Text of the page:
• I think NEVS can choose to promote their own website and post news their, or do the Facebook page—or both—but I think standing firm and doing neither is a bad idea. Their own website is not adequate and I’m sure they know that. And maybe they haven’t hired people to use the internet to build a customer base or maintain one—-but at some point, and I think sooner is better than later—-they need to have a web presence that is a serious one—-not what they have now. I think if you speak to anybody in the know, they will tell you that these days, depending on the industry, even small and medium sized companies can’t neglect the internet the way NEVS has—-and they are a car manufacturer—-a big deal! They simply can’t expect to succeed in the 21st century without the recognition that sales definitely come from having a strong website and also from being adept with social media. The best car in the world will be a still born if it’s not promoted correctly.

                    • I agree with you that they need an online presence but they really need to carefully think about what the goal of that presence should be, what are their goals? What can they actually offer the community and when?

                      You cant just go into something without knowing what you’re going into, everything needs to be planned and executed carefully! I have on several occasions pointed out to NEVS that they need to focus more on social media, and so far they are doing it through us, clubs and other blogs. This I think is a good start, lets see where it goes next.

                      I recently had a chat with their new marketing manager Jonas Hernqvist, very impressive guy that has worked a lot with Saab for a long time! He is very competent and he understands Saab but also NEVS. Lets see what he and his team manage to deliver, you’ll see the first thing on tuesday!

                    • I’m looking forward to Tuesday then. You might be surprised—but I’ve been talking up NEVS/Saab with anyone who will listen, including posting links to their progress on social media. I’m doing my part to prime the pumps for a Saab return to the U.S.—-though I’m careful to tell those I know that there isn’t a firm decision yet whether that will happen or not. The moment NEVS makes a decision—-if it is to begin selling Saabs again in the U.S. and Canada—-I think many people will be surprised at how fast word of that will spread and the enthusiasm it will generate. But the clock continues to tick and when we hit midnight—-Cinderella turns into an ugly Pontiac Aztec and will never be heard from again. Let’s get it done NEVS, ASAP.

                    • If I’m to give you my honest opinion, I think NEVS might return to the US in a smal scale sometime in 2015. I’ve understood that creating an import/export organization is a huge amount of work and a lot of legal matters that takes a lot of time need to be considered plus certification on top of that.

                    • Tim, as the former Saab US Compliance Manager I can state that you are absolutely correct that it would require much time and many resources to jump through the various hoops of US compliance. It will take at least a couple years to achieve the various NHTSA, EPA and CARB approvals, not to mention all the reporting requirements that have been put into place over the last few years. I hope your opinion of a small scale return to the US in 2015 is correct – but if so, I hope that NEVS has already started the US certification process.

                    • From what I’ve understood regarding the European certification NEVS basically had to get all the numbers from the cars once again. A lot of the tests were done in 2011 for the Griffin version so some stuff could be copied straight off but some had to be remade. This should be the fact for the US market as well, they could probably just change the letterhead of some documents as some would have to be remade completely…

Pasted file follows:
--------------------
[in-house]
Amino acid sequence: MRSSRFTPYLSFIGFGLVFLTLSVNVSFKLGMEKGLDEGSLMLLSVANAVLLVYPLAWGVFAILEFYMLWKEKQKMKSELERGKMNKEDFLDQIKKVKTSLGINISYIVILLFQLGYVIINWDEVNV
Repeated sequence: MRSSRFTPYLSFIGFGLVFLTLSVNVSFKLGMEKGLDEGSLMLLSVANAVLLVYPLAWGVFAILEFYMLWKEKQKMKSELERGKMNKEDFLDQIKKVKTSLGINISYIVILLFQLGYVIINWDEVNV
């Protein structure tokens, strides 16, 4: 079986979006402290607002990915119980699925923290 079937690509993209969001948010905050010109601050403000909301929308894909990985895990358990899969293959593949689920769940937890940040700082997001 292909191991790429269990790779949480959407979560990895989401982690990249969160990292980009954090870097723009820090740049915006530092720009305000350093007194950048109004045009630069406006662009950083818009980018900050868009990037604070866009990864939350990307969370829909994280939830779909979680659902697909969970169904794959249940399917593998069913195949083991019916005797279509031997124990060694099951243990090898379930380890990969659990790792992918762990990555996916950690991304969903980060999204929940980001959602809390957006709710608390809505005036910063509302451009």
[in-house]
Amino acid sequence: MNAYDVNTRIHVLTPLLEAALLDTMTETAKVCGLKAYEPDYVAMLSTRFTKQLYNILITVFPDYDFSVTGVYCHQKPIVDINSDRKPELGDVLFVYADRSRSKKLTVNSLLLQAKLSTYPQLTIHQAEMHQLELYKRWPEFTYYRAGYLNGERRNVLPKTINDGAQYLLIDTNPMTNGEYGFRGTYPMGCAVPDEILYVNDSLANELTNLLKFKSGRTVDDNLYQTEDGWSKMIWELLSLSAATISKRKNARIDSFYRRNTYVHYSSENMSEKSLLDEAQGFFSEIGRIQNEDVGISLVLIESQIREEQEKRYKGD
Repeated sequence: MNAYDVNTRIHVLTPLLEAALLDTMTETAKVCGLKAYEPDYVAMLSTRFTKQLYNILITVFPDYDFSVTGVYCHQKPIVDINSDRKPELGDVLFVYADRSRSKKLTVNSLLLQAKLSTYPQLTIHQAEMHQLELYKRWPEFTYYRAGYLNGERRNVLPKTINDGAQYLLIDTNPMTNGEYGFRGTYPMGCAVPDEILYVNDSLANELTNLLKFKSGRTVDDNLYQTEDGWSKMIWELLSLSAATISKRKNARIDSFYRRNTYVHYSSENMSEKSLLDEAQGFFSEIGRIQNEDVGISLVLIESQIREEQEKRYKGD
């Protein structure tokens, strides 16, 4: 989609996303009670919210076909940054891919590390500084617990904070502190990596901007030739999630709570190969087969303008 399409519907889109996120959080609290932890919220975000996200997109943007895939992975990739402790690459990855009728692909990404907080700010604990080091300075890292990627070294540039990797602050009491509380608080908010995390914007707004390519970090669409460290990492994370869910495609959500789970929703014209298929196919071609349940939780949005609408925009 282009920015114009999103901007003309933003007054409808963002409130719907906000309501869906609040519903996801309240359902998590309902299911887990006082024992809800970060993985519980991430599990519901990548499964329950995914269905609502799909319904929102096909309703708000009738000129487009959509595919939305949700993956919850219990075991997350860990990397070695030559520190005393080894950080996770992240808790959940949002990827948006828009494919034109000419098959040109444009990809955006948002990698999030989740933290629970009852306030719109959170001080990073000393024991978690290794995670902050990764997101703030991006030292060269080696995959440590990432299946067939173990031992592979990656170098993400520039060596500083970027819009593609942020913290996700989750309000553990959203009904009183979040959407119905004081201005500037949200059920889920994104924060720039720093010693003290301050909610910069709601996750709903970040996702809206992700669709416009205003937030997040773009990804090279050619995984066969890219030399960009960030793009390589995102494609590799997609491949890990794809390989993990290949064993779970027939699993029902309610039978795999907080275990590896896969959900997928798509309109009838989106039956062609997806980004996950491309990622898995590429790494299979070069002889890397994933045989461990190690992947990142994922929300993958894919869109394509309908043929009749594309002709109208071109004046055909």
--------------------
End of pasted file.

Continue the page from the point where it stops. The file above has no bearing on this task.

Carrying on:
Basically the manufacturer submits details to the certification agency, most of it is accepted straight off, some items are tested by the agency.

                    • Tim – unlike European Type approval, US emission certification is an annual requirement. Just because a manufacturer certifies a vehicle for the 2011MY, doesn’t mean the vehicle is automatically certified for the 2012MY. EPA/CARB requires a full new application every year including exhaust, evaporative, FE, OBD approval from CARB, etc. There can be some data carryover from year to year if nothing changes, but this data is just one small component of the full package. Believe me it is not easy – been there, done that. Bottom line is that it takes time – the emission cert programs usually need at least two years lead time before SOP. NEVS has the time for a 2016MY US model (2015CY intro) if they are at least starting the process now.

                    • Tim – US emission certification is much different from European Type approval. It is much more than just submitting details to the Federal and State agencies. Believe me – 29 years of experience speaking here. It is ambitious, but possible to complete in two years with the right people in place (2016MY if started now). I know a few of the former Saab people hired by NEVS and that is a start in the right direction.

                  • This is not completely uncharted territory, but close to it. I don’t know if the U.S. has ever had to recertify a car that had already been certified a few years earlier—-from a manufacturer that went out of business but then came back with a new owner and the same model. This might be a first. Interesting though—-Kia did not sell a 2012 Sedona minivan in the U.S. There was a 2011—it went away in 2012 and the same van came back as a 2013 model. As for NEVS/Saab, I would think Tim that you are right about the process—-should be easier than a new model. And even if there’s a sizeable investment—-in the long run, it will be cheaper to salvage what’s left of a dealer network and public recognition of Saab by selling this car again in 2015—-as opposed to waiting another few years beyond that and then trying to build from scratch in all aspects. No doubt, the 2015 idea, even with the costs attached, is the least expensive option.